All eyes on Berlin as bailout exit strategy takes shape
Key questions over Ireland’s exit from the bailout remain to be settled
Even though Angela Merkel was quick to signal that there will be no change in her core policy towards Ireland, her choice of finance minister will be important nonetheless. Photograph: Krisztian Bocsi/Bloomberg
Angela Merkel’s election victory sparked immediate chatter on Merrion Street as to what happens next in her finance ministry. At issue is whether the veteran Wolfgang Schäuble makes way for someone else or stays in the post.
The bargaining to come in the chancellery will be closely followed in Dublin. Some reports point to Schäuble’s survival. Another reading suggests he may be replaced by ECB executive board member Jörg Asmussen, though close observers say that’s probably a bit of a stretch.
Why does any of this matter? Because key questions over Ireland’s exit from the bailout remain to be settled. Even though Merkel was quick to signal that there will be no change in her core policy towards Ireland, her choice of finance minister will be important nonetheless.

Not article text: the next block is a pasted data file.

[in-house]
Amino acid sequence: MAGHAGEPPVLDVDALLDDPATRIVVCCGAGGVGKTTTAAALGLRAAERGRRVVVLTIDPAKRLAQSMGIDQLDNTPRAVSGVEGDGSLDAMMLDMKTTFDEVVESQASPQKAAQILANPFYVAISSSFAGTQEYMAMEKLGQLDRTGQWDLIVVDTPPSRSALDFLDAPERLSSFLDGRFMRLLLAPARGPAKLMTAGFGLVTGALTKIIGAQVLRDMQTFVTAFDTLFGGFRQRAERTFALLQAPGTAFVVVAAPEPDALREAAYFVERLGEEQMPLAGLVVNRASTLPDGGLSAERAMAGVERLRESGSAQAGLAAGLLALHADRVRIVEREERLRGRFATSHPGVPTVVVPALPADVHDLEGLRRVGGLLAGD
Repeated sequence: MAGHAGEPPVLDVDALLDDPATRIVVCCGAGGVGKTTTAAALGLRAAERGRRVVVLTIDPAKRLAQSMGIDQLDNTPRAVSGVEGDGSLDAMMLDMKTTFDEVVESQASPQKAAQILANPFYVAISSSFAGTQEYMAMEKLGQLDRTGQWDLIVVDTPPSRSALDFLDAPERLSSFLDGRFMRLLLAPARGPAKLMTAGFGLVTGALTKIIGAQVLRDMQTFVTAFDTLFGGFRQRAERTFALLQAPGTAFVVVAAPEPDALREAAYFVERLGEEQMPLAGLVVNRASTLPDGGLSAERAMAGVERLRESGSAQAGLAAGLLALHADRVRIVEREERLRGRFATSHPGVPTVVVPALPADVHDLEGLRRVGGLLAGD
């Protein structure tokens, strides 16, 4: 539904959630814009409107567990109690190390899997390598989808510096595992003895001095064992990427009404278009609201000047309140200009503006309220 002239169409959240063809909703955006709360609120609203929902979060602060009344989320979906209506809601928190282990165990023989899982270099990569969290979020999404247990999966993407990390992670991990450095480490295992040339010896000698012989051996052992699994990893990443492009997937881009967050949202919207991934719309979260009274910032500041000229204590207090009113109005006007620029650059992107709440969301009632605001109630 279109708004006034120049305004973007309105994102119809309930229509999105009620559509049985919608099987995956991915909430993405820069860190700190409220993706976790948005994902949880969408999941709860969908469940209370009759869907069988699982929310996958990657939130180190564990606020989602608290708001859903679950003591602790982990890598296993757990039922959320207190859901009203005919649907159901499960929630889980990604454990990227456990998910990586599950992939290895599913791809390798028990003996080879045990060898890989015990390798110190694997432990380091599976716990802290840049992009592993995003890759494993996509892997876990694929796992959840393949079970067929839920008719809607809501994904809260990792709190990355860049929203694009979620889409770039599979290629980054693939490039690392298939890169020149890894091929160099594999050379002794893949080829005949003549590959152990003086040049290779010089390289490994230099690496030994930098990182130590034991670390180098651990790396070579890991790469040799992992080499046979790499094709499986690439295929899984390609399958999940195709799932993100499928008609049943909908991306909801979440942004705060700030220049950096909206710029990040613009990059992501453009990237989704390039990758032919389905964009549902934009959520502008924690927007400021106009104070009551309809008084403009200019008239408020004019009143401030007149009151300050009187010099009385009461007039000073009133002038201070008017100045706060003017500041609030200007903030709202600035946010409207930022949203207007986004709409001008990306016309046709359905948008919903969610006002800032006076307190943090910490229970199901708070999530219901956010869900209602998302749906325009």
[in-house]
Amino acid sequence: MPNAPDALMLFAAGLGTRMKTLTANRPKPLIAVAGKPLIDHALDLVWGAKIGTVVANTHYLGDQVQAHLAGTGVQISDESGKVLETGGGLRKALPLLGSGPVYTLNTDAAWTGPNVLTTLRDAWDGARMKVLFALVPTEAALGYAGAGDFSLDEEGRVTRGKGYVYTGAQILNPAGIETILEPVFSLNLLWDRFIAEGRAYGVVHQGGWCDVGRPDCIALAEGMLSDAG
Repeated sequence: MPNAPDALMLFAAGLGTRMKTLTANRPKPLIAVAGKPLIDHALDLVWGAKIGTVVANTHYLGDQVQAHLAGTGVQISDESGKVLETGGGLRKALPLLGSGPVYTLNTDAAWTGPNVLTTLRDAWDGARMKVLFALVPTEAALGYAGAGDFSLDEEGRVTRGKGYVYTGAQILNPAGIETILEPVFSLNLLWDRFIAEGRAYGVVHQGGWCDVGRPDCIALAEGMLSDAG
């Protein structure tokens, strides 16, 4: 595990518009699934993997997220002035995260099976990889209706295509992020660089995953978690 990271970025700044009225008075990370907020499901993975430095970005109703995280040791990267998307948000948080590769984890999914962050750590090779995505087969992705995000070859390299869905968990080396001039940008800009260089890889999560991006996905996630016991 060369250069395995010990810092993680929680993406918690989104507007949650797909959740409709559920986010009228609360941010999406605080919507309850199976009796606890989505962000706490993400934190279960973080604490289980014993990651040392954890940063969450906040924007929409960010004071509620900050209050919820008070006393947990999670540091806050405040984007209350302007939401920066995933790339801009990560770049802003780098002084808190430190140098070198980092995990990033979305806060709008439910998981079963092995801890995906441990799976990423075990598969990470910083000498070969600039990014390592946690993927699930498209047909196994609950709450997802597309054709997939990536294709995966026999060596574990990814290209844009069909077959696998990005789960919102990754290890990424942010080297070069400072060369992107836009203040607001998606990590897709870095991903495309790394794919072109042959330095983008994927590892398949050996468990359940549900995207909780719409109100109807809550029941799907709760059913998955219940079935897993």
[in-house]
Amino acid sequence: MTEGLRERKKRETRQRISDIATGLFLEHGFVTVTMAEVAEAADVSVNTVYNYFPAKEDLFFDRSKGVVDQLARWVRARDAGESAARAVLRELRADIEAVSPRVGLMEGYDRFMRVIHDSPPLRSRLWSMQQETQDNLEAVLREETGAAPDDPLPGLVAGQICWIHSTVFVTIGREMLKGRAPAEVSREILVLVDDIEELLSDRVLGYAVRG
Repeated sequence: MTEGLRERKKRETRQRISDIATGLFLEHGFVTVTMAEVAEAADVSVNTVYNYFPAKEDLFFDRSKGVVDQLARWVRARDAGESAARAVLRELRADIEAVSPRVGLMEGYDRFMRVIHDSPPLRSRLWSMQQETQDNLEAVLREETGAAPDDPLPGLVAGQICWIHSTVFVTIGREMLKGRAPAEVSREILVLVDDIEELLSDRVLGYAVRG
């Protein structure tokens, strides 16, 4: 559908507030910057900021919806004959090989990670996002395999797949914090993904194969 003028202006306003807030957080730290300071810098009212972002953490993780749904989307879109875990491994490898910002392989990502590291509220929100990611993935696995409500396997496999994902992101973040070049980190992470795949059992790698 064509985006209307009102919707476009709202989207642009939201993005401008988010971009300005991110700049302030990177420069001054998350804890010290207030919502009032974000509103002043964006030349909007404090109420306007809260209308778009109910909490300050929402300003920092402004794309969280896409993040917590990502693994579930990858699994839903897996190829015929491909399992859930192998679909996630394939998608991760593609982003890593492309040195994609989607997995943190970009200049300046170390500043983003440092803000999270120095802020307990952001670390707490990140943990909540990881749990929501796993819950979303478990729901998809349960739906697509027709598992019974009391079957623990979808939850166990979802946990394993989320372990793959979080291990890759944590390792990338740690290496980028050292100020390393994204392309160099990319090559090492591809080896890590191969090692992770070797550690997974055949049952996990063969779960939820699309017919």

Schäuble is as dogged as he is dogmatic. The question now arises as to whether Merkel’s likely partners in the Social Democratic Party demand someone else with a more pragmatic style. Whatever happens, it is a decisive mark of where we are right now that the political manoeuvring in Berlin registers so strongly here.
After all, the Government must soon decide whether it should seek an emergency credit line to hold in reserve as a guard against any sudden loss of market confidence after the bailout. Impending too is another round of European talks on measures to resolve failing banks, something which could present a fresh opportunity for the Irish campaign to ease bank rescue costs.
Remember this? In July, Minister for Finance Michael Noonan said he would like to agree a “back-stop” arrangement with EU partners and the International Monetary Fund for the end of the bailout in December. This would essentially be a 12-month overdraft, the objective being that the facility would never actually be used.
Noonan was clear enough then but things don’t look that certain now. Election talk in Germany of a “clean break” from the Irish bailout seems to have triggered second thoughts in Dublin as to whether a credit line ought be sought after all. The sense all along was that the Germans would rather provide an Irish safety net, just in case. No longer.
Now that the election is done, the Government is to take soundings in coming weeks as to whether such a programme is a runner at all. Views expressed in Berlin, Brussels and Paris will be crucial. So too will be the feedback from Luxembourg, home of the European Stability Mechanism, the permanent bailout fund from which any credit line would be drawn.
There are many potential benefits, but there are drawbacks too.
On the plus side, a credit line could provide an additional layer of confidence as the Government makes its full return to private bond markets.